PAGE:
As her childhood home was used to plot one of the 20th century’s most storied revolutions, Zoilamérica Ortega Murillo told playmates she was Guatemalan – lest the neighbours detect the very Nicaraguan conspiracy unfolding next door.
“The little friends I used to play ball with came in to drink water once and wandered into the room where the guns were kept,” said the 54-year-old sociologist as she stood outside the peach-coloured villa where she lived as a nine-year-old girl.
Ortega Murillo’s time at the Sandinista safe house in Costa Rica’s capital, San José, came to an abrupt end in July 1979 when the revolutionaries who were raising her – her mother, Rosario Murillo, and her guerrilla boyfriend Daniel Ortega – returned triumphantly to Nicaragua after helping overthrow the Somoza dictatorship.
Two days after rebels seized Nicaragua’s capital, Ortega Murillo flew back to her grandmother’s house in Managua on a military plane. “We were certain that once Somoza was gone everything would be different,” she said.
But four decades later, things are disturbingly similar and Ortega Murillo is back in exile – one of thousands of Nicaraguans who have sought shelter in Costa Rica from another authoritarian regime, this time led by none other than her mother and adoptive father.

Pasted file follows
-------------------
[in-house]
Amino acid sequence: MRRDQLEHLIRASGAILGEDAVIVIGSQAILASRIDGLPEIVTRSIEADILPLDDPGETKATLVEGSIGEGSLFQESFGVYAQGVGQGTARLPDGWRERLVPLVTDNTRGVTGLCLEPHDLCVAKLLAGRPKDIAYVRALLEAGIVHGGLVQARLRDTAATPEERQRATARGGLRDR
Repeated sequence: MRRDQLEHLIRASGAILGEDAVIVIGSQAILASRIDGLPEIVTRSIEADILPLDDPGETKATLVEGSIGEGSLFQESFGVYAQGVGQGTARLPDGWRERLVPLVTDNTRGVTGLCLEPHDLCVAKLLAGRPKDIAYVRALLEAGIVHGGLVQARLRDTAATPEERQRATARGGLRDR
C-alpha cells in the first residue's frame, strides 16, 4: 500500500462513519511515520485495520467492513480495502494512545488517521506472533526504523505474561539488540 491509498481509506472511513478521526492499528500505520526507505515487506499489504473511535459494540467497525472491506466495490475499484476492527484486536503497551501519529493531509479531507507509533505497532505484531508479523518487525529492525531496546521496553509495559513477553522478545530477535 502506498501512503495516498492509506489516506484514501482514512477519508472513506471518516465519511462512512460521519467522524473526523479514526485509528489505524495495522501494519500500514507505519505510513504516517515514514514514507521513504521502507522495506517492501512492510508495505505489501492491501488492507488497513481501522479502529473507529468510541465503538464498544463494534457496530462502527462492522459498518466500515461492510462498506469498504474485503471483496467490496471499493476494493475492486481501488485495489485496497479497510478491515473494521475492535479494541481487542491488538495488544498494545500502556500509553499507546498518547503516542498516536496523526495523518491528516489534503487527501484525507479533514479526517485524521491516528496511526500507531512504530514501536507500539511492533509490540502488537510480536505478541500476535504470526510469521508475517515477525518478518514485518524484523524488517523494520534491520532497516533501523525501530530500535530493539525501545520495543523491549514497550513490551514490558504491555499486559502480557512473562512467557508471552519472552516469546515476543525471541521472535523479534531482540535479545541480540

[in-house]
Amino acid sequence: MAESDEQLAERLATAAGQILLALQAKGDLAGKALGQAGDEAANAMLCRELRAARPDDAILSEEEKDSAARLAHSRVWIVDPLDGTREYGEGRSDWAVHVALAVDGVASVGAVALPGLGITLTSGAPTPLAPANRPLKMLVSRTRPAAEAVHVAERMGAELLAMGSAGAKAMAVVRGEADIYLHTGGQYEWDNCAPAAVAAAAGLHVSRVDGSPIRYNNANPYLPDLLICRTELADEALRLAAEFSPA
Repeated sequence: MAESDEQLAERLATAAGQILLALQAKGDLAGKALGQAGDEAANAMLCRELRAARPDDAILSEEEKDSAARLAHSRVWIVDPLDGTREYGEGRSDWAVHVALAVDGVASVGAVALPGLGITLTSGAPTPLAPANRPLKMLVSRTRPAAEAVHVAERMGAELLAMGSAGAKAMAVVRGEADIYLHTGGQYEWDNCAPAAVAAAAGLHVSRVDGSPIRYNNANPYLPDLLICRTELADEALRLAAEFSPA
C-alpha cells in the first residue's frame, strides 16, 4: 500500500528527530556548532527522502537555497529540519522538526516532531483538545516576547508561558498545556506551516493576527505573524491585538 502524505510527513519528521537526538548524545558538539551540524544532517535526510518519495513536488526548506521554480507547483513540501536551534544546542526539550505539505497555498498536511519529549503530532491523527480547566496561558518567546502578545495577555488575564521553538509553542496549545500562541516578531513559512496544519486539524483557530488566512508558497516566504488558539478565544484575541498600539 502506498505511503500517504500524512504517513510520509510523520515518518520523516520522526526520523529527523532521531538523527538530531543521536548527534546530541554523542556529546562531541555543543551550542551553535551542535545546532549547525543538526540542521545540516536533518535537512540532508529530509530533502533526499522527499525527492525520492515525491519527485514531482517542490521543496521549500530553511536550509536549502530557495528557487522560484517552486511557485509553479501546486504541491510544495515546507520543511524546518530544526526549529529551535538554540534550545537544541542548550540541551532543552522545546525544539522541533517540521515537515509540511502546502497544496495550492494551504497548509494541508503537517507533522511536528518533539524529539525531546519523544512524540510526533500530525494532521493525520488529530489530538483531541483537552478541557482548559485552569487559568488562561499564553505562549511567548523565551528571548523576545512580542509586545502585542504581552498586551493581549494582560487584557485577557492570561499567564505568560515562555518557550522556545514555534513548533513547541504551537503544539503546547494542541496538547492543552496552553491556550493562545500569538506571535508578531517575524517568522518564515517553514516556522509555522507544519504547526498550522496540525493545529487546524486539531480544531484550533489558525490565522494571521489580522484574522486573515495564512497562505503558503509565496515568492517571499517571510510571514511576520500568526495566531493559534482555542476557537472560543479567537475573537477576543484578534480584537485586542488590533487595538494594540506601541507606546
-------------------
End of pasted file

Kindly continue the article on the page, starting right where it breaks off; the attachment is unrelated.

“This is a criminal dictatorship,” she said of Nicaragua’s president and vice-president who will seek another five years in power this Sunday in an election the opposition and much of the world has called a sham.
The result of Sunday’s vote is beyond doubt given the stunning political crackdown that has played out in recent months under Ortega, a one-time revolutionary hero who has governed continuously since being elected in 2006 and quelled a 2018 student-led uprising with deadly force.
Security forces have jailed virtually every opposition figure who might have challenged the couple and driven dozens of activists, journalists, business people – and even elderly former Sandinista allies – from the Central American country.
“Every person who is in prison is paying for having challenged them in some way,” said Ortega Murillo, who split with her mother and stepfather in 1998 after accusing Ortega of sexually abusing her as a child.
The couple’s estranged daughter suspected her powerful and, many say, vindictive mother was the driving force behind the repression. “She doesn’t forgive,” she said. “She doesn’t forget.”